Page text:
Location: Broadway and Duane Streets, New York, New York, USA
Who Considers it Sacred? African Americans
Significance: During the 1600-1800s, a large number of African slaves were brought to New York. However, many of them died either during or after their voyage to America. Consequently, this cemetery was created. It is speculated that as many as 20,000 African slaves were buried here.
In 1991, construction unearthed wooden coffins and human remains. Research established this as the only urban pre-Revolutionary African cemetery in the United States.
The Threat: Urbanization; housing development and road construction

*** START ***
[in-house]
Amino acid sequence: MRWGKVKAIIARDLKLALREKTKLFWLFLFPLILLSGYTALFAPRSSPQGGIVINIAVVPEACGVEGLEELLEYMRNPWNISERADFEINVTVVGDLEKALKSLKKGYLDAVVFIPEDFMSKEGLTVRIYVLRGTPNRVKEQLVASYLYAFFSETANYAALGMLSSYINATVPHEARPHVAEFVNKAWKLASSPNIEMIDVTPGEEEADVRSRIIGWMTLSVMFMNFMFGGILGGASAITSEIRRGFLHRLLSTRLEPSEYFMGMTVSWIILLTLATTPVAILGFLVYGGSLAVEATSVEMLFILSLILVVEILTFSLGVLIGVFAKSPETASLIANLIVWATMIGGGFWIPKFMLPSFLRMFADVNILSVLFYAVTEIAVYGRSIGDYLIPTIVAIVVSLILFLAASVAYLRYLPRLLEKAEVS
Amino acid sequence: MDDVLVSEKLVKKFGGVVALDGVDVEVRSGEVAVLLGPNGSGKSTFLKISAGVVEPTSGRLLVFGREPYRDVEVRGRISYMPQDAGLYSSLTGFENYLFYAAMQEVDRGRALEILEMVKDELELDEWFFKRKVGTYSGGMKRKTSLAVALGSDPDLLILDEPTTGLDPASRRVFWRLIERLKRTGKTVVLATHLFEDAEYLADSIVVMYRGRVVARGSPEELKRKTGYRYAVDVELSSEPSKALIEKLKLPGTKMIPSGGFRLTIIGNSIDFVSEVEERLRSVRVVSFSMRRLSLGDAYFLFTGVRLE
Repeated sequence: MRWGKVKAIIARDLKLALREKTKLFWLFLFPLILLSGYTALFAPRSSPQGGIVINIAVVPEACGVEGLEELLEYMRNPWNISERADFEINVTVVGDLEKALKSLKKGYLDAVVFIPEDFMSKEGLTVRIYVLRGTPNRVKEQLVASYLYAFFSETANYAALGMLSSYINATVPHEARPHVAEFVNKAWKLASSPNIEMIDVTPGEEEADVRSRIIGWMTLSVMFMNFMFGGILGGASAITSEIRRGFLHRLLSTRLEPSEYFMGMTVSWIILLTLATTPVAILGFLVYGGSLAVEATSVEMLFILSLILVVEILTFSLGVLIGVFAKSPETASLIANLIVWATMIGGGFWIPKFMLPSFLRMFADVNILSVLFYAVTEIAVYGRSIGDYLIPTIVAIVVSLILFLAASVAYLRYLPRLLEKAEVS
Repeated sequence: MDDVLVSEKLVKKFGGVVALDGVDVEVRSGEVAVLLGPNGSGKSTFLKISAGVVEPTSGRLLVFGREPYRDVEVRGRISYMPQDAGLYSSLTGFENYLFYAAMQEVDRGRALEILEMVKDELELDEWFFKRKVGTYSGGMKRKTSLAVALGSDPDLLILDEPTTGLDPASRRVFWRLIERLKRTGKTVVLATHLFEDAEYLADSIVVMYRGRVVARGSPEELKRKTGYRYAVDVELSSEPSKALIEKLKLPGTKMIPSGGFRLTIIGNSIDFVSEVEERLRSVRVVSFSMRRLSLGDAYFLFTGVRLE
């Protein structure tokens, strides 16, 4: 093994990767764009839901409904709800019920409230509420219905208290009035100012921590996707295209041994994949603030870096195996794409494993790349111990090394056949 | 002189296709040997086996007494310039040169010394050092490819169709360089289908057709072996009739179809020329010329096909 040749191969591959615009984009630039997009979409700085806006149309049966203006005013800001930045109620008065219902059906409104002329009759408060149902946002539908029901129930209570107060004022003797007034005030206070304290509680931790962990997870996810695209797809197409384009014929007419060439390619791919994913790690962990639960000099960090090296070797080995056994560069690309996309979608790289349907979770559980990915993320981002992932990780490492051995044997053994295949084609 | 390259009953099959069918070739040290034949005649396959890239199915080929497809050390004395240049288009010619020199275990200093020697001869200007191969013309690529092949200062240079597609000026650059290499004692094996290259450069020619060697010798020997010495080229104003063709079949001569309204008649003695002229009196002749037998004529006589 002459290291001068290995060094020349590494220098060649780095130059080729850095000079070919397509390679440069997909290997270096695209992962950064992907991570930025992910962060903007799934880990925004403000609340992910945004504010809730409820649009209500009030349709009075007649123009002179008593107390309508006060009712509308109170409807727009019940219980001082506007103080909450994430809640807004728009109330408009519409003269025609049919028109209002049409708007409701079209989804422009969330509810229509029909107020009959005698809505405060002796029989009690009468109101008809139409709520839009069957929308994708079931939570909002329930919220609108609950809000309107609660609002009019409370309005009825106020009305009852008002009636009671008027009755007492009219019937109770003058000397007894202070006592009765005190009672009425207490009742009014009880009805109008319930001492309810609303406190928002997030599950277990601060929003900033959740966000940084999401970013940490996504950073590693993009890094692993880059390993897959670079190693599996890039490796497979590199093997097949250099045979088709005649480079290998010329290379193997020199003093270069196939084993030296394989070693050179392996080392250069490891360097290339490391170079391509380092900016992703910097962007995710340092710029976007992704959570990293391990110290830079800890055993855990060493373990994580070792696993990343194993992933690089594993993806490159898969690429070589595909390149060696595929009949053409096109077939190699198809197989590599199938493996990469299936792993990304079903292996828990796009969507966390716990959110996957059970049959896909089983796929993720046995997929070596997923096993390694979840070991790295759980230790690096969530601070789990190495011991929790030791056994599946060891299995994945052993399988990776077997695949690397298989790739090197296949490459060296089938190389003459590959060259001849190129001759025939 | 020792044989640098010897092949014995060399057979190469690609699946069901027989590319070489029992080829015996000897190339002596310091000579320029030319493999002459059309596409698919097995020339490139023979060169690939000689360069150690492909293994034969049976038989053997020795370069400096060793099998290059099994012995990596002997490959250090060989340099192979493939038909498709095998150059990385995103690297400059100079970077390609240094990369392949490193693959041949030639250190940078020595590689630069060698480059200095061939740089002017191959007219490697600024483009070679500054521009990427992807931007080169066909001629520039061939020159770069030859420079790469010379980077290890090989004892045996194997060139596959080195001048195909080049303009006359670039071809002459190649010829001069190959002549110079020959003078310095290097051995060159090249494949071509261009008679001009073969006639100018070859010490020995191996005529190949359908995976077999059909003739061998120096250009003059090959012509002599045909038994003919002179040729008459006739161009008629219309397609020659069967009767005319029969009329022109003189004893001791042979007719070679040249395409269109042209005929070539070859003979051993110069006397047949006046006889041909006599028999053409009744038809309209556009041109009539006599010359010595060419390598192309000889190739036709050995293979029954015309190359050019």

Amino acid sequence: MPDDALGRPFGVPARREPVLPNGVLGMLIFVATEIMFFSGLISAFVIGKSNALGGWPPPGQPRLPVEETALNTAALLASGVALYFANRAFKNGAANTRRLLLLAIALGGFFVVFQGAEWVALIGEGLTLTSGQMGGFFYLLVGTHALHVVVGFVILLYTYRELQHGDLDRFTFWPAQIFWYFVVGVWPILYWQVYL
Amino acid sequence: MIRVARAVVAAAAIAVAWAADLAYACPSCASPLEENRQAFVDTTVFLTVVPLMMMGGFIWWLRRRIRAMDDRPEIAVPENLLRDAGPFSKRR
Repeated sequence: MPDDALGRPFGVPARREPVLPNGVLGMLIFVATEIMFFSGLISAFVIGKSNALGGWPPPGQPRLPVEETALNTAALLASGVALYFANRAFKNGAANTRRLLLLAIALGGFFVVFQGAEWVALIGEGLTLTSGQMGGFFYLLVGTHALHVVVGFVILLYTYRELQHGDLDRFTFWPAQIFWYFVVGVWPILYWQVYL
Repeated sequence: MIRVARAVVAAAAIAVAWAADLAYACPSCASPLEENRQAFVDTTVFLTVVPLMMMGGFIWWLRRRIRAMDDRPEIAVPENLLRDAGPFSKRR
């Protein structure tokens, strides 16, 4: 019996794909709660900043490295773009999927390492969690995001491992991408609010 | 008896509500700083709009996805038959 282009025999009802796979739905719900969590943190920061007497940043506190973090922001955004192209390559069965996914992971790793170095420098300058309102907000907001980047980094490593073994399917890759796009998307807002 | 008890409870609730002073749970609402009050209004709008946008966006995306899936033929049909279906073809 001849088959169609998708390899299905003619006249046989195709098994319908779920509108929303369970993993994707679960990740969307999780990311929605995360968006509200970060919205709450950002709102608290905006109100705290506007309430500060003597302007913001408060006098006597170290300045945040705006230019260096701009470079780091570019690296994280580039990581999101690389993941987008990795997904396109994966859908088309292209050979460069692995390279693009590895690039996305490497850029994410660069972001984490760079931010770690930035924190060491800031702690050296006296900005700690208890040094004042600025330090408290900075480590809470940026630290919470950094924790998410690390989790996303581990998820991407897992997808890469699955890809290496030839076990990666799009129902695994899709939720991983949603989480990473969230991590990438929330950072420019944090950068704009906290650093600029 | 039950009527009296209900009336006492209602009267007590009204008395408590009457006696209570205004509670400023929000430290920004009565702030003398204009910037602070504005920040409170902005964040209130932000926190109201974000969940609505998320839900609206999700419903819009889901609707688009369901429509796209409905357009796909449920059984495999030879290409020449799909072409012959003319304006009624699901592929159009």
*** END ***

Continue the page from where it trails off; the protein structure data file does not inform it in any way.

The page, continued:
Preservation Status: Community protests led the site to be named a National Historic Landmark, and led to a Federal Steering Committee being formed to lead the African Burial Project. It also halted development on parts of this valuable piece of real estate.
Additionally, the African Burial Project has created a Public Education and Interpretation office to educate the public about the site. Furthermore, reburials were completed in the fall of 2003.
For More Information: Site Saver Newsletter Volume X, Number 2, Winter 2000; Sacred Sites Newsletter Volume XIV, Number 1, Fall 2003